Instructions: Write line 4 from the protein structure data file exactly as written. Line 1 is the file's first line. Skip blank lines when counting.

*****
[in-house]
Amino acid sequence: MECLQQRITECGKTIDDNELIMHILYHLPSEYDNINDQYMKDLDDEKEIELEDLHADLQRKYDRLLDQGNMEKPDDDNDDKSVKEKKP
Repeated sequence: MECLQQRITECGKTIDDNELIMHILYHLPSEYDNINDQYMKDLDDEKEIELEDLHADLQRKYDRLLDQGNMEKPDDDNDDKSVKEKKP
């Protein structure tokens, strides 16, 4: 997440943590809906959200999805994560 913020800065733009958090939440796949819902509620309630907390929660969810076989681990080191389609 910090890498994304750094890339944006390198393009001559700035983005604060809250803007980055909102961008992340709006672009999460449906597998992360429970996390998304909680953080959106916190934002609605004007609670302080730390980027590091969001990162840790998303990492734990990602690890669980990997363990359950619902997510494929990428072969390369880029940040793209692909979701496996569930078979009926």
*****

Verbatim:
């Protein structure tokens, strides 16, 4: 997440943590809906959200999805994560 913020800065733009958090939440796949819902509620309630907390929660969810076989681990080191389609 910090890498994304750094890339944006390198393009001559700035983005604060809250803007980055909102961008992340709006672009999460449906597998992360429970996390998304909680953080959106916190934002609605004007609670302080730390980027590091969001990162840790998303990492734990990602690890669980990997363990359950619902997510494929990428072969390369880029940040793209692909979701496996569930078979009926």